Sunday, August 14, 2011

Lessons Still Being Learned

I don't  want this blog to be a place where I dwell on my mom's accident. However, today is the fourth anniversary of her accident, so I thought it was appropriate to share this story. | Lessons Still Being Learned 

It seems like only yesterday that I got a phone call from my neighbor letting me know that a tribal police officer was in our apartment building looking for me. I was living and teaching on the Pine Ridge Reservation at the time, and it was the day before inservice was supposed to start. I had been at a potluck at the school and had forgotten to bring my cellphone with me. She put the police officer on the phone, and he instructed me to call dispatch, who gave me a number to contact my Uncle Pat. Pat told me that my Mom and sister, Michaela, had been in a car accident and that my Mom was being airlifted to Sanford Hospital in Sioux Falls.

"I'll drive to Springs, so I can be with Michaela," I told him.

"I, uh, think you should be with your Mom," he said.

It was at that point that I knew it was bad.

My parents had recently moved back to our hometown, Wessington Springs, from a small town in the Panhandle of Nebraska. Kyle was between the two towns. Some of my parents' friends planned to meet me and take me to Sioux Falls. I was pretty shaken up, it had started to rain, and I think the last thing anybody wanted was for another accident to happen.

The following months and years have pretty much been a blur. In January of that year, doctors at the Transitional Care Unit at St. Mary's Hospital in Pierre, where my mom had been moved a few months after her accident, diagnosed my mom as being in a persistent vegitative state. By the end of March, though, she had made enough progress to be moved to a rehabilitation facility in Omaha where she relearned how to talk, eat, and do other basic tasks. During the course of the past four years, my Mom has never ceased to amaze me. She continues to seek out new challenges and conquer them.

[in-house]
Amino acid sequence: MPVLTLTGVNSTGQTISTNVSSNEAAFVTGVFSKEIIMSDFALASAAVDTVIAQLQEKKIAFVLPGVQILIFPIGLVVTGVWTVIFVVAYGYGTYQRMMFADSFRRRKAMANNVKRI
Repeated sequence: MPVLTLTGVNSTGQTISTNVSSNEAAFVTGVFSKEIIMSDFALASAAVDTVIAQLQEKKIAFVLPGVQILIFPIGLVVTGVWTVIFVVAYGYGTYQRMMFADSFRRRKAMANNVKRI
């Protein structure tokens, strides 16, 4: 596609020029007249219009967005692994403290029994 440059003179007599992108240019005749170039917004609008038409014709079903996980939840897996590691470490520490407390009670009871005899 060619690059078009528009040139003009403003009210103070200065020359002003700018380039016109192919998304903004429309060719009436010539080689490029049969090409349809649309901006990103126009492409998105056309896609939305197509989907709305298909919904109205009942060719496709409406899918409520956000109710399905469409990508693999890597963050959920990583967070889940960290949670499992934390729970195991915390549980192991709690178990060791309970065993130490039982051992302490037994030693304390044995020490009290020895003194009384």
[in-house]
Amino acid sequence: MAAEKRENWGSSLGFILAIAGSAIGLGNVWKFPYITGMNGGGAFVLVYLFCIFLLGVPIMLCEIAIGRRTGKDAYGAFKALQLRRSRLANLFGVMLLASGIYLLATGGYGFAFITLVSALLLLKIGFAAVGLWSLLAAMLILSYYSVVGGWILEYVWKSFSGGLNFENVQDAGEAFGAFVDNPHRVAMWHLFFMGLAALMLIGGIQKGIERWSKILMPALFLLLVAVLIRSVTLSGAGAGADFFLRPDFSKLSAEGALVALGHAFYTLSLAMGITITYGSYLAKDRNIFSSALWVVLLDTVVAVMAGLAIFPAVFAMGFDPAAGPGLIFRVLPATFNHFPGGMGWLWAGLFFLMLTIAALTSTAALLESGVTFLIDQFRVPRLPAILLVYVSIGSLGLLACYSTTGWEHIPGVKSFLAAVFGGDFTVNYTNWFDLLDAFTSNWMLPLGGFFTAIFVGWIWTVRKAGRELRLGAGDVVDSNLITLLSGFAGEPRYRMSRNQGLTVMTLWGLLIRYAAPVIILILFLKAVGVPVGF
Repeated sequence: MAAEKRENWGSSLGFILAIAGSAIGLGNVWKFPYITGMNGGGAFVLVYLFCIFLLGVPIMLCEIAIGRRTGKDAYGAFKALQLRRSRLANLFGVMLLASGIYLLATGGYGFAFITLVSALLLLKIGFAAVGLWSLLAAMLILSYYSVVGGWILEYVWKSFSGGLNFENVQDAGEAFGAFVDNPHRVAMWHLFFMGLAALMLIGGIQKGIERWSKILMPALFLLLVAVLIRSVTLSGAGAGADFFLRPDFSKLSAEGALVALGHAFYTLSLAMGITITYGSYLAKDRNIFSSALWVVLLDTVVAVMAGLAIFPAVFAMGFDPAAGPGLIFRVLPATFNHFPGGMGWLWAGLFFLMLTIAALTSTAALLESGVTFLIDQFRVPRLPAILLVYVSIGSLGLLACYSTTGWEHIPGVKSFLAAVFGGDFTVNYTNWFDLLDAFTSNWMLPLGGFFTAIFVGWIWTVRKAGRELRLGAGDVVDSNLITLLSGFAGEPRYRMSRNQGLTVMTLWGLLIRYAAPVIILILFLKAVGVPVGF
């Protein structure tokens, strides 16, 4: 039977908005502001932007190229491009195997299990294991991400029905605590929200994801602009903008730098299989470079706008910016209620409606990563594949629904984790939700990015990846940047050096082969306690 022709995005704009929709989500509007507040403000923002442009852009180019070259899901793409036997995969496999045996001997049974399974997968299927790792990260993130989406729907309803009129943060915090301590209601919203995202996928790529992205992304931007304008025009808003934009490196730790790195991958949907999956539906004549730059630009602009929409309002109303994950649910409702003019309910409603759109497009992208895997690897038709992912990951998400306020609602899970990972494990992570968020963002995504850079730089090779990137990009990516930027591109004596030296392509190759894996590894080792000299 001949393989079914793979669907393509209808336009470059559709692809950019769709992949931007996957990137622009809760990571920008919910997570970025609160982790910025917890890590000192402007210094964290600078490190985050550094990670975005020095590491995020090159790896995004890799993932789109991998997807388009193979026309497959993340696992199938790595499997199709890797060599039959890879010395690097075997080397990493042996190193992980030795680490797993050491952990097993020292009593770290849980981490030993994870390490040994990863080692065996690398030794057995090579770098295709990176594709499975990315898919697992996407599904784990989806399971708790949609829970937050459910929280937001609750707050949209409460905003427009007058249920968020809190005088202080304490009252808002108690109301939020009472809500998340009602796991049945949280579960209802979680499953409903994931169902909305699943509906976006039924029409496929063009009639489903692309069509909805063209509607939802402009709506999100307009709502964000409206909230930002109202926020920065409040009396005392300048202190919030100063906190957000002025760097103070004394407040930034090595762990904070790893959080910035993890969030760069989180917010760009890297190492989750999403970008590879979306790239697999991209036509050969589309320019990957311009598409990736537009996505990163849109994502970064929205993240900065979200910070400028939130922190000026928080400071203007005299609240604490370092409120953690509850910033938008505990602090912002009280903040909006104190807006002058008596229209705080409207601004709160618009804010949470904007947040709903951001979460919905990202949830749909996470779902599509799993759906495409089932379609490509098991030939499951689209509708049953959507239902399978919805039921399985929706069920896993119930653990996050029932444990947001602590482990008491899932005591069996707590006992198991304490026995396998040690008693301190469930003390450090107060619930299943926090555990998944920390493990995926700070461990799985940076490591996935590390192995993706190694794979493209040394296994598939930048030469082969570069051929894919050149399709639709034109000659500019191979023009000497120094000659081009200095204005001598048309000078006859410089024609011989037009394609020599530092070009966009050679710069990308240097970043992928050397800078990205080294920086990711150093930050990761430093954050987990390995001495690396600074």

Now, she's living in a nursing home in our home town. I know that there are times that she gets really frustrated with her situation, and I don't blame her. I couldn't imagine living in a place where most of the residents were nearly twice my age.  I hope she understands that she's truly been an inspiration for me, my family, the students she taught over the course of her nearly 20 years in education, people from our community, and people we've never even met.

I included a link to the story a regional news station did about my mom. The story focuses a lot on the importance of wearing your seat belt. This was a really important lesson I learned from our experience. (I was definitely the type who almost always wore my seat belt on long car rides, but I very rarely wore it on short trips to run errands, etc.) However, the lessons I've learned from this experience go well beyond wearing my seat belt. She's taught me to value my family and to remember to say "I love you," to keep fighting and to never give up, and to remember to take chances and seize each day.

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